Published January 16, 2019
Stelios Andreadis received the 2018-19 Excellence in Graduate Student Mentoring Award, presented by the Graduate School to recognize UB faculty for their support and development of graduate students through their mentoring activities.
The award, established in 2012, is given annually to members of the graduate faculty who have demonstrated “truly outstanding and sustained support and development of graduate students from course completion through research and subsequent career placement.”
Andreadis, SUNY Distinguished Professor of Chemical and Biological Engineering, was nominated for the award by Liesl Folks, dean of the School of Engineering and Applied Sciences.
Andreadis will be UB’s nominee for the Geoffrey Marshall Mentoring Award sponsored by the Northeastern Association of Graduate Schools (NAGS). The Marshall award will be presented at NAGS’ annual meeting in April.
In her letter nominating Andreadis for the award, Folks wrote that Andreadis is “an exemplar in the realm of graduate student mentoring.”
“The case for Stelios is compelling and is centered around his passion for training his graduate students and his deep commitment to their advancement,” she wrote. “This focus on graduate students has impacted his own many former graduate students in a significant manner, has influenced the culture of mentorship within his department, and at the same time has brought great prestige and recognition to SEAS and UB.”
Folks noted that after reading letters submitted by Andreadis’ colleagues and former graduate students in support of his nomination, “it is evident to me that Stelios trains his students effectively and broadly in all of the skills that are needed for them to succeed, as either a faculty member at a first-rate research university or as a researcher in a top-rated laboratory.
“The dedication to his graduate students’ advancement and success is far beyond the norms in the academy, and the outcomes are evident,” Folks wrote. “His students recognize that he is committed to them at a personal level, caring deeply about each one as a member of his research family. He trains them to be excellent scientists and engineers and provides them the skills needed to be impactful after they leave UB.”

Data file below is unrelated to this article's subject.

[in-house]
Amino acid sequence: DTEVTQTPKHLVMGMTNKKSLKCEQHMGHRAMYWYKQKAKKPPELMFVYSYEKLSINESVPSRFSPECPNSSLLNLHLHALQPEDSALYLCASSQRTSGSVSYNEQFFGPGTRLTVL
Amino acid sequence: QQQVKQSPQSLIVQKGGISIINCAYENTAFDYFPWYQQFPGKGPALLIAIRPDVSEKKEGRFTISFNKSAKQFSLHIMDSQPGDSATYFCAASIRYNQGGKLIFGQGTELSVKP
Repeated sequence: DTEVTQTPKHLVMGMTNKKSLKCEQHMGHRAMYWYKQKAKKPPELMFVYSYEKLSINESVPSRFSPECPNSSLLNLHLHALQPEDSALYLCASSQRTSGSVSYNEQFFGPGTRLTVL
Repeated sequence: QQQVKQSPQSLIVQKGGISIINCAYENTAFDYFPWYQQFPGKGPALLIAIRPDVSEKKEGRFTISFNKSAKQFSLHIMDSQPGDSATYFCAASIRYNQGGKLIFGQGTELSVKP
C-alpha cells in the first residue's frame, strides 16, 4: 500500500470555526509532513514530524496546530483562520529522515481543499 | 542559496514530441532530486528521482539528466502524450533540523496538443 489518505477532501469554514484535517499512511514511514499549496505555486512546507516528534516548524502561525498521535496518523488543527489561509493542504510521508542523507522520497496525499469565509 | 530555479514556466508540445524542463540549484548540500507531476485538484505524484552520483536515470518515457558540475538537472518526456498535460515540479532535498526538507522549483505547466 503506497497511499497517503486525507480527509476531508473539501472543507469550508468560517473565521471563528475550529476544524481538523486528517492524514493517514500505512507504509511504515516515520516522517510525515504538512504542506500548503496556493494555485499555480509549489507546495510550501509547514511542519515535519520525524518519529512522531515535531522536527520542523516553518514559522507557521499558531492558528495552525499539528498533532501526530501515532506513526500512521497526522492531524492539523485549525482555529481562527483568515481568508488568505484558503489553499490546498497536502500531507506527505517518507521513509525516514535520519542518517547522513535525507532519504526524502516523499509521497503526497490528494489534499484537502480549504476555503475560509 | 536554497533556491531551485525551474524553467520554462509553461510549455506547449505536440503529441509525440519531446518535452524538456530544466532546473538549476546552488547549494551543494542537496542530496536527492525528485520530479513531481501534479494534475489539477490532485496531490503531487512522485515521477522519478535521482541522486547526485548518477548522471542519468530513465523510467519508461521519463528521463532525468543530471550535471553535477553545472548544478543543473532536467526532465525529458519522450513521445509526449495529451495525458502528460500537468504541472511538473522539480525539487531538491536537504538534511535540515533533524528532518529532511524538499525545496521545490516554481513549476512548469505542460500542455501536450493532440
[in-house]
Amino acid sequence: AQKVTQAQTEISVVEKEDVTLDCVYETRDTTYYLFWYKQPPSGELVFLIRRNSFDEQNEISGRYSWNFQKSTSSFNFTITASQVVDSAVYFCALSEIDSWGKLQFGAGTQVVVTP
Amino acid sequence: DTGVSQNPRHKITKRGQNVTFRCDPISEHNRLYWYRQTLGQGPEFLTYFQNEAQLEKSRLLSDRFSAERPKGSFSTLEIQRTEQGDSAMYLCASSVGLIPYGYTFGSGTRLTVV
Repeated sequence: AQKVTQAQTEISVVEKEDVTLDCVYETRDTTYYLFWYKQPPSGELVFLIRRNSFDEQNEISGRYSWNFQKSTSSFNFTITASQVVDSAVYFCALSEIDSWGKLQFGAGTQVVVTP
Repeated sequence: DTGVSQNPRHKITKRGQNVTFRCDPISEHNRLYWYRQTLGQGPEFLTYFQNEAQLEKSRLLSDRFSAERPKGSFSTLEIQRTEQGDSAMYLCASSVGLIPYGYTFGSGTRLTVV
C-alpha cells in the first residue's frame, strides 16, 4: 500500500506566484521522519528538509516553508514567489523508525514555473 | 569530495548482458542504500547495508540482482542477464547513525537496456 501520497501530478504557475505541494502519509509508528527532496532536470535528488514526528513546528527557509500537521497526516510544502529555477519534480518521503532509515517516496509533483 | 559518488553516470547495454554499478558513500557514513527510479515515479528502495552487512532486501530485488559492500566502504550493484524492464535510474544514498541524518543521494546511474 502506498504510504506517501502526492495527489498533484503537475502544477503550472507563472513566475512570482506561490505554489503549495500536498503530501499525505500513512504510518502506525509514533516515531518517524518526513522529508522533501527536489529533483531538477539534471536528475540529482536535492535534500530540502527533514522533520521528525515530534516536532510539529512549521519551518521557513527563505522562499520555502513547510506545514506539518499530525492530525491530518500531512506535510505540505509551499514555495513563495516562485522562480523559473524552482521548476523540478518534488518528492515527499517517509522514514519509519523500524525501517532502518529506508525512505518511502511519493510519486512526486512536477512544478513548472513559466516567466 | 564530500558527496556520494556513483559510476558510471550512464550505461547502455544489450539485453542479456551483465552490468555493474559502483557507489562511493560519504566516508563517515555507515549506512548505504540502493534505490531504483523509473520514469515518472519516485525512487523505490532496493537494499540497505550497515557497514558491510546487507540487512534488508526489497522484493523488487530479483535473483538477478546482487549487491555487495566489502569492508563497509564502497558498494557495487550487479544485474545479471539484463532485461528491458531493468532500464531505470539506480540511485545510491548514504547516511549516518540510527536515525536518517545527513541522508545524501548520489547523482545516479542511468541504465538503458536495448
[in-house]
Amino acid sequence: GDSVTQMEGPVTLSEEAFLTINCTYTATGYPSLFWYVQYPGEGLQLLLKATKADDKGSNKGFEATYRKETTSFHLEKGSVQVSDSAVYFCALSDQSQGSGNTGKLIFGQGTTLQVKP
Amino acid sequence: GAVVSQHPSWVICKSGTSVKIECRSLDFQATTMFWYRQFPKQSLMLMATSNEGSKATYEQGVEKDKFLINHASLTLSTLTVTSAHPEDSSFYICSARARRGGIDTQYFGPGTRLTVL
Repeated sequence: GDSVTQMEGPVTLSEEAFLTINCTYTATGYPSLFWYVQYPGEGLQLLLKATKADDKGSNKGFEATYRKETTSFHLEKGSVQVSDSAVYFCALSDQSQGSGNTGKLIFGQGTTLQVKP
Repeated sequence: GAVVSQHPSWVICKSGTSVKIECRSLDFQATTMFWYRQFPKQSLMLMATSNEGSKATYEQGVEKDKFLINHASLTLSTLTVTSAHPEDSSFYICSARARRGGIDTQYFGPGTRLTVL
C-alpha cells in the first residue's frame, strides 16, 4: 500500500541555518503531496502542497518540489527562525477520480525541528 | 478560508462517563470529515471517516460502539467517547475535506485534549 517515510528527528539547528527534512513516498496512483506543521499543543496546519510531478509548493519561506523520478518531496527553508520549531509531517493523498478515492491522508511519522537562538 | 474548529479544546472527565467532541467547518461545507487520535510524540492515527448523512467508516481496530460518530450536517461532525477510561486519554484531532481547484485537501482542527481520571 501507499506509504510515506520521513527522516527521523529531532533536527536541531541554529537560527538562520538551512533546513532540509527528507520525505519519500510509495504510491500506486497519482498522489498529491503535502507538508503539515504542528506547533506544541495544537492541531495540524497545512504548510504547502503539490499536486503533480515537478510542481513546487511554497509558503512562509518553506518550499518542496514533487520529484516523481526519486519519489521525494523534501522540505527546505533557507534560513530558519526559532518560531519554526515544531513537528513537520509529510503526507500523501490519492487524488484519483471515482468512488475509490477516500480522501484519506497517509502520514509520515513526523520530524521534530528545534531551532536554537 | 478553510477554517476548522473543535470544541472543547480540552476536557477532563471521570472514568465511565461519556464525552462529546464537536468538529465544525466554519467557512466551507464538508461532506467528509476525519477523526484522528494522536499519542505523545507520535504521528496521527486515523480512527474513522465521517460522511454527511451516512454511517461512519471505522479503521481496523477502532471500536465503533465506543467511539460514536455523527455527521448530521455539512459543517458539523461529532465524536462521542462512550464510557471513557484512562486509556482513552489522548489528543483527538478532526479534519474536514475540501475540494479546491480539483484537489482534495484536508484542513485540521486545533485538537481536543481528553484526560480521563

A UB faculty member since 1998, Andreadis is an internationally recognized leader in the field of stem cell engineering, especially cardiovascular tissue engineering. His laboratory developed small-diameter, vascular grafts using human stem cells and biomolecule-decorated biomaterials. These tissue-engineered vessels were implanted successfully into the arterial system of a sheep model, where they remained patent, demonstrated functional remodeling and the ability to grow with the animal.
He also discovered that stem cell aging could be reversed using a single pluripotency factor, a discovery with significant implications in the field of aging and the use of stem cells in regenerative medicine.
More recently, his laboratory discovered that human epidermis is a source of neural crest stem cells, which can be coaxed to turn (or differentiate) into neurons, glial cells, melanocytes, muscle, bone and cartilage. This finding may have profound implications for the development of cell therapies for neurogenic diseases.
Andreadis has an exemplary record of continuous, peer-reviewed funding, having received more than $20 million in research support from public and private sources.
He also has received numerous accolades, including being named a fellow of the Biomedical Engineering Society (BMES) and the College of Fellows of the American Institute for Medical and Biological Engineering (AIMBE). Additionally, he also was named a recipient of a SUNY Chancellor’s Award for Scholarship and Creative Activities in 2014, and received the NSF CAREER Award in 2000 and the Whitaker Foundation Young Investigator Award in 1999.